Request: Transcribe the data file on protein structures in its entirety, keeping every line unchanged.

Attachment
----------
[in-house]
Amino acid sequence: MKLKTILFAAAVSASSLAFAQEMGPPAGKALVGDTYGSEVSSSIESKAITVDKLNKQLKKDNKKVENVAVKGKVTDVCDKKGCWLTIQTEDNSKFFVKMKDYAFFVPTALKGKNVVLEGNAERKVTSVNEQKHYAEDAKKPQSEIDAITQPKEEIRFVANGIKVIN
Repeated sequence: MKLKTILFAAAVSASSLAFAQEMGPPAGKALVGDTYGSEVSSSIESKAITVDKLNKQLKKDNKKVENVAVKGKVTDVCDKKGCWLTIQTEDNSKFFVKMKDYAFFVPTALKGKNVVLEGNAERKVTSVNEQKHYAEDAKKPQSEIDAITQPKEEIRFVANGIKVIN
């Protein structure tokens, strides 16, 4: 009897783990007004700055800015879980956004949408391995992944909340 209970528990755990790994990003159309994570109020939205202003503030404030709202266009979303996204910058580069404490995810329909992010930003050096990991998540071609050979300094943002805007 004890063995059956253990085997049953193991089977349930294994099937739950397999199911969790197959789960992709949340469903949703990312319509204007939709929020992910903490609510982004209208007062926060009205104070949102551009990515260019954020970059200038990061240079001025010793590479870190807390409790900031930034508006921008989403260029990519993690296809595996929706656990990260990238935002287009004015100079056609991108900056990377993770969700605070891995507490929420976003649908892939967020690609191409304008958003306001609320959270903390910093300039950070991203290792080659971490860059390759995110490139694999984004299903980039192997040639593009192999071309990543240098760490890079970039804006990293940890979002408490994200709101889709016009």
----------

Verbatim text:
[in-house]
Amino acid sequence: MKLKTILFAAAVSASSLAFAQEMGPPAGKALVGDTYGSEVSSSIESKAITVDKLNKQLKKDNKKVENVAVKGKVTDVCDKKGCWLTIQTEDNSKFFVKMKDYAFFVPTALKGKNVVLEGNAERKVTSVNEQKHYAEDAKKPQSEIDAITQPKEEIRFVANGIKVIN
Repeated sequence: MKLKTILFAAAVSASSLAFAQEMGPPAGKALVGDTYGSEVSSSIESKAITVDKLNKQLKKDNKKVENVAVKGKVTDVCDKKGCWLTIQTEDNSKFFVKMKDYAFFVPTALKGKNVVLEGNAERKVTSVNEQKHYAEDAKKPQSEIDAITQPKEEIRFVANGIKVIN
């Protein structure tokens, strides 16, 4: 009897783990007004700055800015879980956004949408391995992944909340 209970528990755990790994990003159309994570109020939205202003503030404030709202266009979303996204910058580069404490995810329909992010930003050096990991998540071609050979300094943002805007 004890063995059956253990085997049953193991089977349930294994099937739950397999199911969790197959789960992709949340469903949703990312319509204007939709929020992910903490609510982004209208007062926060009205104070949102551009990515260019954020970059200038990061240079001025010793590479870190807390409790900031930034508006921008989403260029990519993690296809595996929706656990990260990238935002287009004015100079056609991108900056990377993770969700605070891995507490929420976003649908892939967020690609191409304008958003306001609320959270903390910093300039950070991203290792080659971490860059390759995110490139694999984004299903980039192997040639593009192999071309990543240098760490890079970039804006990293940890979002408490994200709101889709016009």